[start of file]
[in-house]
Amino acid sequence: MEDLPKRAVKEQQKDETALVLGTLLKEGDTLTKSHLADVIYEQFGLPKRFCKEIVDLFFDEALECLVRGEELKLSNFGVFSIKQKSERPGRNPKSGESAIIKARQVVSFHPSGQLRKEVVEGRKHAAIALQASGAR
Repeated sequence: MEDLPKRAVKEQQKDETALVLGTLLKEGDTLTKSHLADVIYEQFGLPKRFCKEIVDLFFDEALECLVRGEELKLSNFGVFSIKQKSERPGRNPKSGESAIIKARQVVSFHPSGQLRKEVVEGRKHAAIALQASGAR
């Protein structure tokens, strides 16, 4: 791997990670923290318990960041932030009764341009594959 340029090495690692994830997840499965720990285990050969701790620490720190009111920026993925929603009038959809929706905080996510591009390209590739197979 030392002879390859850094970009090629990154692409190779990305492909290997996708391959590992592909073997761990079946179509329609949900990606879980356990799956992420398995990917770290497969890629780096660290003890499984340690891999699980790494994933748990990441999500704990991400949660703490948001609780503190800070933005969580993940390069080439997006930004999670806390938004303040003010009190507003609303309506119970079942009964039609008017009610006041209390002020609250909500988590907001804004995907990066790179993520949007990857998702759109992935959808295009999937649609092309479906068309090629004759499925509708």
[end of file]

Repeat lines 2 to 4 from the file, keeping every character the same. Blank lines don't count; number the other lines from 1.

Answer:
Amino acid sequence: MEDLPKRAVKEQQKDETALVLGTLLKEGDTLTKSHLADVIYEQFGLPKRFCKEIVDLFFDEALECLVRGEELKLSNFGVFSIKQKSERPGRNPKSGESAIIKARQVVSFHPSGQLRKEVVEGRKHAAIALQASGAR
Repeated sequence: MEDLPKRAVKEQQKDETALVLGTLLKEGDTLTKSHLADVIYEQFGLPKRFCKEIVDLFFDEALECLVRGEELKLSNFGVFSIKQKSERPGRNPKSGESAIIKARQVVSFHPSGQLRKEVVEGRKHAAIALQASGAR
């Protein structure tokens, strides 16, 4: 791997990670923290318990960041932030009764341009594959 340029090495690692994830997840499965720990285990050969701790620490720190009111920026993925929603009038959809929706905080996510591009390209590739197979 030392002879390859850094970009090629990154692409190779990305492909290997996708391959590992592909073997761990079946179509329609949900990606879980356990799956992420398995990917770290497969890629780096660290003890499984340690891999699980790494994933748990990441999500704990991400949660703490948001609780503190800070933005969580993940390069080439997006930004999670806390938004303040003010009190507003609303309506119970079942009964039609008017009610006041209390002020609250909500988590907001804004995907990066790179993520949007990857998702759109992935959808295009999937649609092309479906068309090629004759499925509708």